# Transform the UID of a 125 kHz card

To get the expected number out of a card's UID, you can transform the UID using the options described below. The way UID transformation works depends strongly on your project. In any case, however, you'll need to work with numbers on the binary level (learn more about encoding). If you'd rather leave this to us, you can order a configuration.

## Convert the card's UID into binary format

- In the entry field of the project settings form, type in the UID of the sample card.
- Below the entry field, you'll see the number in binary format.

.

## Convert the expected number into binary format

Now continue with the number you actually expect the card to return. You need to convert it to binary format, too.
To do so, you can e.g. use an
online converter such as this one*call_made*.

## Transform the UID

Now compare the binary version of the expected number with the binary UID in BALTECH ConfigEditor. Usually, the expected number will be somehow included in the UID.

To get the expected number out of the UID, you can transform the UID using the options described below. At the bottom of the screen, you can always see the final result.

We recommend you try *Cut Bitwise* first as this is often sufficient. If it isn't in your case, try the other options (and combinations of options).

### Rotate Bytewise

A byte is a block of 8 bits.
With this option, you get a **mirror reflection of the bytes**: The order of bytes is reversed, i.e the last byte is read first.
The order of bits within a byte is not affected.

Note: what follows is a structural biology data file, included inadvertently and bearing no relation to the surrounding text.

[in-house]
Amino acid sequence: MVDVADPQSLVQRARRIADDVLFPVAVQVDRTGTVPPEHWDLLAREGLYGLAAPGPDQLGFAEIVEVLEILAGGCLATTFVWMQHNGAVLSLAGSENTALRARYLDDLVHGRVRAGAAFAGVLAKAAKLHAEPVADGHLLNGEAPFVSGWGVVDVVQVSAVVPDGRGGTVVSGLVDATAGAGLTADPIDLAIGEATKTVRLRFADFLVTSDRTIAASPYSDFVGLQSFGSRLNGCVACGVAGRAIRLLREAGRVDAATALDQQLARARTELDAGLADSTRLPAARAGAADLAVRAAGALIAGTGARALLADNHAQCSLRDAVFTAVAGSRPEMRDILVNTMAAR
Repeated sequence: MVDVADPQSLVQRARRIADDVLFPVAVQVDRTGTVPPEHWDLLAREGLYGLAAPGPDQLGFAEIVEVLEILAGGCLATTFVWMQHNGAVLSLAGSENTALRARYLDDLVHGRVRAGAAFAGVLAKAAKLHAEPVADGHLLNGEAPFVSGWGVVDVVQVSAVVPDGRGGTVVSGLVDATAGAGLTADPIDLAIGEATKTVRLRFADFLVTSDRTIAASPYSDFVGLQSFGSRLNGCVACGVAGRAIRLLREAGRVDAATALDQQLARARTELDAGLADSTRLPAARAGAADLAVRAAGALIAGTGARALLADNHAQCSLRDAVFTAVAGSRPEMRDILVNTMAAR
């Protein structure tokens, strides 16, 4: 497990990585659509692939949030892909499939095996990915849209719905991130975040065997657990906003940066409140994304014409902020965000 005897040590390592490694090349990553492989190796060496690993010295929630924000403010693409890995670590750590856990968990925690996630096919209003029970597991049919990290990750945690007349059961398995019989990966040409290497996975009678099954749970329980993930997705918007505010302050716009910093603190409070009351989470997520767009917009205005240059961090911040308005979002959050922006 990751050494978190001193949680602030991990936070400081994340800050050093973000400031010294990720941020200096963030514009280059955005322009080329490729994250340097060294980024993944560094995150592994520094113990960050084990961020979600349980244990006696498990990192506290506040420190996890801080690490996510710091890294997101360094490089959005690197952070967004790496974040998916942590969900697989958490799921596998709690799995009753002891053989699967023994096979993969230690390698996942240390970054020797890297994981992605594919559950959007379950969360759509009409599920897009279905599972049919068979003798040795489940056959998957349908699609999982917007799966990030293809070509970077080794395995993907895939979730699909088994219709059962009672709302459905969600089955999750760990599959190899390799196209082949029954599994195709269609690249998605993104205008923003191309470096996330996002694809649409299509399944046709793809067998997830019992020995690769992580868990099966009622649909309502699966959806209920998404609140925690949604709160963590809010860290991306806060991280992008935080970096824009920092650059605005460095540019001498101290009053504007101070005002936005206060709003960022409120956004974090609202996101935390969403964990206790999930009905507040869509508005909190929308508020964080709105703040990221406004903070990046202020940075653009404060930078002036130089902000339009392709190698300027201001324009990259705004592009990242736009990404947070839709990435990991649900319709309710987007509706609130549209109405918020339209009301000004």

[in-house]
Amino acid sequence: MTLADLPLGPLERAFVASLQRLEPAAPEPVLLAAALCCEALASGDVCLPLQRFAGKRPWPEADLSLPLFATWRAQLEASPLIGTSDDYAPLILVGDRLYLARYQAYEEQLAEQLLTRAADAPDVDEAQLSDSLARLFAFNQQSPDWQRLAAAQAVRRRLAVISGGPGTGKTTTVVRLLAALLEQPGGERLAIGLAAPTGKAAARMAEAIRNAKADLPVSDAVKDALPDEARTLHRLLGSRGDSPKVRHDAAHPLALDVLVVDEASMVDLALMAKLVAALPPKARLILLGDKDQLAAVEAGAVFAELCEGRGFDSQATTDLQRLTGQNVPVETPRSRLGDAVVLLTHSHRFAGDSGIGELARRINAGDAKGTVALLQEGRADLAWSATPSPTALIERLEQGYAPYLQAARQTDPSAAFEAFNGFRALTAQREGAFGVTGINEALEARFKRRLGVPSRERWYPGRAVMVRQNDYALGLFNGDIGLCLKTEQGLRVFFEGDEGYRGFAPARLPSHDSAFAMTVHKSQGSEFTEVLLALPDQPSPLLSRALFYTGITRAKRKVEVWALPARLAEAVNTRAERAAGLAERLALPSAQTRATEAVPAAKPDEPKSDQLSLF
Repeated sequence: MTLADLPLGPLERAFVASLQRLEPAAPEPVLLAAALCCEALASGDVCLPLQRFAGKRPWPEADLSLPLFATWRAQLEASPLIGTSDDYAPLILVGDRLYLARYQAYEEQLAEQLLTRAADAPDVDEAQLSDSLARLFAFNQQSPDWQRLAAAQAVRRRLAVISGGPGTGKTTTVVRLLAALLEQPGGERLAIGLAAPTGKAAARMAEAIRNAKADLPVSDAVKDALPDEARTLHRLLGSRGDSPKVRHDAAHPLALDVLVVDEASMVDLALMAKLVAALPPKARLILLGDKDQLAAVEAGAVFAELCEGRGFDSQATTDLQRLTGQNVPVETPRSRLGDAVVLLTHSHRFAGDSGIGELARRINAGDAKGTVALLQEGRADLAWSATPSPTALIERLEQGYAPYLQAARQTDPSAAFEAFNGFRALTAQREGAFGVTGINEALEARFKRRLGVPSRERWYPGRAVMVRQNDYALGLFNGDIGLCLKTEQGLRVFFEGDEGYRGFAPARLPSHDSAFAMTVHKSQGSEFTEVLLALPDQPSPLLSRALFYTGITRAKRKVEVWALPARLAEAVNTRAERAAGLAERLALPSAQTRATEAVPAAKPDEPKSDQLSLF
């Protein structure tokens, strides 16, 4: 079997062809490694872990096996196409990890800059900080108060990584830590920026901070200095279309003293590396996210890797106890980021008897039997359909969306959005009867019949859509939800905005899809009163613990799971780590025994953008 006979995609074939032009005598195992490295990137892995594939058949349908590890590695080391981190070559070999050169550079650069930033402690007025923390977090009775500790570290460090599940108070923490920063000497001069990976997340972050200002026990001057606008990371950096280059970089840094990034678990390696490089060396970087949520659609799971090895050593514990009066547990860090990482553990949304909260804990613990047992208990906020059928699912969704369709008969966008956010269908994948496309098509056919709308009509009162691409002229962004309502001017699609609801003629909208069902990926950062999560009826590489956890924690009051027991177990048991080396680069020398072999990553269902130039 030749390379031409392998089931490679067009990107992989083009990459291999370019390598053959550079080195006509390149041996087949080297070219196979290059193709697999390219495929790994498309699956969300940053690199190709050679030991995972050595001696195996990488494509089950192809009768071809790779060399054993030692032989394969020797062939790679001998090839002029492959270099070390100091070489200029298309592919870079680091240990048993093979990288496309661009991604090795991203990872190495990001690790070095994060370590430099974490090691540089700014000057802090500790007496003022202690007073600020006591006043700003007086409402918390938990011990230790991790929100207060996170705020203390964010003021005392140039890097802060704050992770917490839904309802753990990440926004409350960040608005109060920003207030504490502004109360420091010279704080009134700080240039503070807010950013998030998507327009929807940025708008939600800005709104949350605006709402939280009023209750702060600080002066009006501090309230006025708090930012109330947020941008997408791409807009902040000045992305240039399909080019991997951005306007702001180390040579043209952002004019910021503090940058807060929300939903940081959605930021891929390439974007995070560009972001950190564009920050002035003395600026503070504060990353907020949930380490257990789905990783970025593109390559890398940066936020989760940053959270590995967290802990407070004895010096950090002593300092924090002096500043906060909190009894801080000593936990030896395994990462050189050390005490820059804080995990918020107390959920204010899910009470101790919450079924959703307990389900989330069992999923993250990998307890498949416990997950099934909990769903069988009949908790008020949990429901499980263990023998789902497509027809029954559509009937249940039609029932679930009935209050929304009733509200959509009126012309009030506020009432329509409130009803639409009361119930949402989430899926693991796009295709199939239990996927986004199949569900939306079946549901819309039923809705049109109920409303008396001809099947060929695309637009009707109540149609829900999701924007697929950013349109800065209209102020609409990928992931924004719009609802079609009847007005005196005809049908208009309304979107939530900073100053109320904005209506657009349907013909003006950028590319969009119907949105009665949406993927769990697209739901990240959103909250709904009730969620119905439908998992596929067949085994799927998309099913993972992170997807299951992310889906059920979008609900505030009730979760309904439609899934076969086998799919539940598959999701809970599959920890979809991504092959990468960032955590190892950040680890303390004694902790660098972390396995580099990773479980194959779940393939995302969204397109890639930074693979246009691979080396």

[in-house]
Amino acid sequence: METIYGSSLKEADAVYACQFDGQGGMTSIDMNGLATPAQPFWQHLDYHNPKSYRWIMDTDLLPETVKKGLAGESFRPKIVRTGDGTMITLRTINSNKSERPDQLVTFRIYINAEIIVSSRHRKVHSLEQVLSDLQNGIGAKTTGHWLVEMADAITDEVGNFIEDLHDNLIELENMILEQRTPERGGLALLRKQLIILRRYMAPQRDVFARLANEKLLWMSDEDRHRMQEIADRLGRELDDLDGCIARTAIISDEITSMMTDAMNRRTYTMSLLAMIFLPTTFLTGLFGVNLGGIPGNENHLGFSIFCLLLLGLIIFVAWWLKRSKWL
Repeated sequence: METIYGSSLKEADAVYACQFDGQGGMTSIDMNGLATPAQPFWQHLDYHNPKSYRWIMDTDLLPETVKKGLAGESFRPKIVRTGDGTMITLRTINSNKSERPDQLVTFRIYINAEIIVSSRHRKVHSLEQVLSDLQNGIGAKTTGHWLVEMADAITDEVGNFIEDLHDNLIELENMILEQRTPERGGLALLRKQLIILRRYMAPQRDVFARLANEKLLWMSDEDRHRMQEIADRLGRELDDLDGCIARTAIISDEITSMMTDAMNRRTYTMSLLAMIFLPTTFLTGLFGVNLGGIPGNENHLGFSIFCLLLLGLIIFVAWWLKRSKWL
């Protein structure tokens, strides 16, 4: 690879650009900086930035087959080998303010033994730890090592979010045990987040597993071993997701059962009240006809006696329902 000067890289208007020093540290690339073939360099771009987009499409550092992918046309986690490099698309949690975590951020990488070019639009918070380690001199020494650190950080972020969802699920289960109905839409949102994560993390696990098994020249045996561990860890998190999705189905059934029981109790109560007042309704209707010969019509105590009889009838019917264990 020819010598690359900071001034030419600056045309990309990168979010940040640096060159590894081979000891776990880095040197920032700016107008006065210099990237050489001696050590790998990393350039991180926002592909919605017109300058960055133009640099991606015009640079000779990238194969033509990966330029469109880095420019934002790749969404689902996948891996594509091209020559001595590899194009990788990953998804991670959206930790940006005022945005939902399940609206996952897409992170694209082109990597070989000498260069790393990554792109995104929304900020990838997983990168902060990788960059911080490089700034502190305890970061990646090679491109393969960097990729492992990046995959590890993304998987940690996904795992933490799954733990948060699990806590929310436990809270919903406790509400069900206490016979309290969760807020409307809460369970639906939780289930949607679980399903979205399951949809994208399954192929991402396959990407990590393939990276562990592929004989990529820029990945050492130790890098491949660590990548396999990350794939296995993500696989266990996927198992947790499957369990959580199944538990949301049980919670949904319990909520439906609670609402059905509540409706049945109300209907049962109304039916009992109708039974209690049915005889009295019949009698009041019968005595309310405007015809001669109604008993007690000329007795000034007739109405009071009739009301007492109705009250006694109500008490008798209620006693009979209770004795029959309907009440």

### Rotate Bitwise

A bit is 1 digit in a block of 8.
With this option, you get a **mirror reflection of the bits**. The order of bits within a byte is reversed, i.e. the last bit is read first.
The order of bytes is not affected.

### Cut Bitwise

With this option, you can cut out a certain sequence of the binary UID.

- In the
*Offset*field, enter the position of the first digit of the part you want to keep. - In the
*Number in bits*field, enter the number of digits you want to keep.

To cut out the sequence in the example below, the *Offset* is 7 and the *Number in bits* is 11.

### Convert to decimal

With this option, you convert the final output back to decimal, i.e. the format of the expected number printed on the card (and shown on the screen right after the binary format). Otherwise, the number will be encoded in hexadecimal format (learn more about encoding).

### Remove fix number of trailing digits

With this option, you can remove a certain number of trailing digits from your final number, i.e. from the hexadecimal or decimal number.

### Custom length

If your final number's length is different from the expected length, specify the number of actually expected digits here.

If the number you have so far is longer, excess digits are truncated at the front.

If the number you have so far is shorter, it will be prefixed with zeros.

### Remove leading "0"-digits

If your number starts with one or more zeros, you can remove them with this option.

You're done? Here's how you can test if your project settings are working.

What to do if it doesn't work

If you just can't get out the number you expect, you have 2 options:

- Order a configuration file from us.
- Alternatively, you can work with the plain UID instead of the expected number. To do so, you need to create a new database for the host system that contains all the UIDs of the cards in your project and their corresponding card holder names. Not sure how this works? We're happy to help.